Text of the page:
“Board examinations should be offered at least twice a year to ensure that students have enough time and opportunity to perform well. Students can then appear for a Board examination in subjects they have completed and feel ready for,” as per the NCF document which was made public on August 23, 2023.
Moving towards a more inclusive and easily accessible education system, the Ministry of Education has announced that Board examinations will be conducted twice a year, and students will get an option to retain their best score. The Ministry’s novel National Curriculum Framework (NCF) for School Education 2023 intends to alleviate the intense pressure frequently linked with single annual exams.
“Board examinations should be offered at least twice a year to ensure that students have enough time and opportunity to perform well. Students can then appear for a Board examination in subjects they have completed and feel ready for,” as per the NCF document which was made public on August 23, 2023. The objective is to provide students with ample time and chances to excel. This way, students can opt to take board exams in subjects they have covered and feel prepared for, fostering a more favorable learning environment.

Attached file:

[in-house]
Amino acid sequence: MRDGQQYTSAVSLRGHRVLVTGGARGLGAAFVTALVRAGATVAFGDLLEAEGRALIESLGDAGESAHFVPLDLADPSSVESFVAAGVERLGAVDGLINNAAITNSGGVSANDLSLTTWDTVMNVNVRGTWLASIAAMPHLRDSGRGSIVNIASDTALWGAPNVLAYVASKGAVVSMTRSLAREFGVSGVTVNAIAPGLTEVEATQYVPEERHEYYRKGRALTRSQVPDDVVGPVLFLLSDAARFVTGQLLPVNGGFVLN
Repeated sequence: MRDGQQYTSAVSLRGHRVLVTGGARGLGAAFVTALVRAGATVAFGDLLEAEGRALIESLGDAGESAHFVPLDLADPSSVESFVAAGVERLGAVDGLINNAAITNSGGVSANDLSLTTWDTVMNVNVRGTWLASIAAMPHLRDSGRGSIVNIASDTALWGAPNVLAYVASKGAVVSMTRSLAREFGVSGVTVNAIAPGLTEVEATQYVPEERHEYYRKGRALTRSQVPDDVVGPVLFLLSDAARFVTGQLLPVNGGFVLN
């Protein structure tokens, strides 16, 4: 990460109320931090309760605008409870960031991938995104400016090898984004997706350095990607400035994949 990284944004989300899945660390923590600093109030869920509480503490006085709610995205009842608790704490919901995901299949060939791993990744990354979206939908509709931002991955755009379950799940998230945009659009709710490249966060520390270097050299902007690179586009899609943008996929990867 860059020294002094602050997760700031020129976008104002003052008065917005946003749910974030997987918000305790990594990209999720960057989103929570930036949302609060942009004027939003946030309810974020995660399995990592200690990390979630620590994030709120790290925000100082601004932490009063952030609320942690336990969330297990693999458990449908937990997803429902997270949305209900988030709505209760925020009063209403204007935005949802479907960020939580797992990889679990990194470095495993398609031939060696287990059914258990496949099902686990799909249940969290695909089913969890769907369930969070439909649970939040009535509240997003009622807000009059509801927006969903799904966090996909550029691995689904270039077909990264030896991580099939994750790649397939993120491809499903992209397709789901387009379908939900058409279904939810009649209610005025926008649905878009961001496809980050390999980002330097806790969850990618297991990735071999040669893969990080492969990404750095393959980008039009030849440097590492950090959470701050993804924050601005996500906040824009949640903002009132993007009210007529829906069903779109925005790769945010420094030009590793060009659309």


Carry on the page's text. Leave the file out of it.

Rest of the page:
According to NCF, students in Class 11 and 12 will be required to study two languages, with at least one of them being an Indian language. In the new framework, it is recommended that students from grades 6 to 10 should learn a minimum of two Indian languages, while students in grades 11 and 12 need to study at least one Indian language. The NCF suggests that pursuing multiple languages will “broaden students’ horizons” and help in developing deeper connection with the country.
Moreover, the NCF proposes the elimination of rigid distinctions between Arts and Sciences, as well as between curricular and extracurricular activities, and vocational and academic pathways. It further recommends that the selection of subjects in classes 11 and 12 should not be confined to categories like arts, science, and commerce, providing students with the freedom to make flexible choices. “In due course of time, school boards are to develop capacities to offer ‘on demand’ exams. Besides board exam test developers and evaluators will have to go through university-certified courses before taking up this work,” it said.
The updated framework has highlighted the intention to move away from the traditional practice of ‘covering’ textbooks in classrooms. Additionally, the Ministry also emphasized the need to optimize the cost of textbooks as well, ensuring that quality education remains accessible to all.